Turmeric is one of my favorite ingredients to work with.
And not just because it looks so amusing in root form. It triggers the imagination in a fun way. Which is good when you need to deal with multiple pounds of it. Random flickers of amusement help greatly when faced with an Aegean task.
It is also a fairly potent medicinal plant – for a wide variety of reasons, though not, perhaps, for as many reasons as the declarers of miracles on the internet would have you believe.
As an added benefit, it is really tasty. (At least, I find it so, it does lend a bit of heat that can take people aback at first.)
However, it is also hard to find, organic or otherwise, and is one of the things that we have to process at home.
There are two formats I have found organic turmeric in for sale. One is powder. A very fine powder, at that. Lovely for lozenges or shortcut-cooking, absolutely useless for tea. The other is dried in whole or near-whole root form. We tried cutting that down into tea sized bits, but it apparently becomes a sticky rock when dried whole. We had to get a special heavy duty set of pruning shears to even make the attempt, and the detached bits had a bad habit of flying off violently and attempting to remove eyes and flesh.
We needed another method.
Our initial dehydrator was helpful, but tiny, and we had to be cautious with how small we chopped things, as they would fall right through the slats when dry. Using organic white linen helped, but then we had to deal with the sticking-to-the-cloth problem.
We were gifted an industrial dehydrator, and that streamlined the process beautifully.
Mister Tea had the brilliant flash that we could now grate the turmeric, increasing its utility for tea. (As a side benefit, it is even more striking when grated.)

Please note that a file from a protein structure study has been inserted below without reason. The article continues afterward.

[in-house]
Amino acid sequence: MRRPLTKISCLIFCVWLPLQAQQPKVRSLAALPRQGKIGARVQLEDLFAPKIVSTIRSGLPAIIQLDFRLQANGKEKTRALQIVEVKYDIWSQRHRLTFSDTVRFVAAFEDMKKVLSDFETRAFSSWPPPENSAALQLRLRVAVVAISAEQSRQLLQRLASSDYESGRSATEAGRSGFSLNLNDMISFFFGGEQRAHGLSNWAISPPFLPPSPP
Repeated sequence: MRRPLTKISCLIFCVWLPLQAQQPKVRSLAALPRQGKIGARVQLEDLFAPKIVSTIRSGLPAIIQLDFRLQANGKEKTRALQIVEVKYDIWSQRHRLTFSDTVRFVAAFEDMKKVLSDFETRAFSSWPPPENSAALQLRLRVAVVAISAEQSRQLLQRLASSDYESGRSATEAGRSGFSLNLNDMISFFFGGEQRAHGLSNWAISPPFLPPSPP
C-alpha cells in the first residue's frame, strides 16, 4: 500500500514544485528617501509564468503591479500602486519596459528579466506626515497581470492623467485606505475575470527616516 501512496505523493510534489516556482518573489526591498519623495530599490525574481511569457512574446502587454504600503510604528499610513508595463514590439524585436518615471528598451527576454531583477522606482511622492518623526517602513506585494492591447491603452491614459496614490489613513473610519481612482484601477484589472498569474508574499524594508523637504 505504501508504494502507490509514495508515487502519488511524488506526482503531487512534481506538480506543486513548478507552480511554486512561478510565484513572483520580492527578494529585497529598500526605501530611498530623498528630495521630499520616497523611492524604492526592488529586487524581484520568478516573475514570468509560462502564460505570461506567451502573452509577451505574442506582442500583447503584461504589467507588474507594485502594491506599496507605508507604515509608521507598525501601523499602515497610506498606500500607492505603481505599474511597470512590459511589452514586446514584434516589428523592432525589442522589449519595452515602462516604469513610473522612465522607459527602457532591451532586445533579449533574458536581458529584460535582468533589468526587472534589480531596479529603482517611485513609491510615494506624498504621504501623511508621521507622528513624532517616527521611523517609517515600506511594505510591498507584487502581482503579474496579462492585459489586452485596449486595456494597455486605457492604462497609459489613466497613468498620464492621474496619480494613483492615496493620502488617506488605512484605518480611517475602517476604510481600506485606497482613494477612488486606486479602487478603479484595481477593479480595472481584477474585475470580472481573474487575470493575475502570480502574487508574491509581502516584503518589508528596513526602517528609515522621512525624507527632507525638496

So, we begin with 4-5 lbs of turmeric.
We then begin the process of grating it down. This takes hours. Not as many as chopping it down did, and it is slightly less brutal to wrists and arms….
… though the need to use as much of it as possible does require a special glove. Mister Tea would made a horrible tea ingredient. Believe it or not, it can be a wee bit dangerous to grate a root all the way down to nothing.
After the grating is accomplished, we spread it out onto the drying trays.
Then we avoid using any power in the kitchen (beyond always on things) for 5-9 hours. (The time varies based on wetness of root, how humid things currently are, and how much we are processing.)
Eventually it finishes up, and we move on to packing it all up for on-hand use.
In the end, we have filled jars, which always seem like they should last longer than they do.
Believe it or not, turmeric dries down quite thoroughly. From each pound we get 2.2 ounces. 2 and a half if we are quite lucky.
We have hopes that if we can expand enough, we will be able to order 25-50 lb lots directly from Hawaii – which will require days of work as it doesn’t freeze well, but it would cause an overall cost/price drop for our turmeric teas.
However, given our love of this glorious orange root, the day of work and cold food is well worth it. We even find amusement in the yellow-orange hands.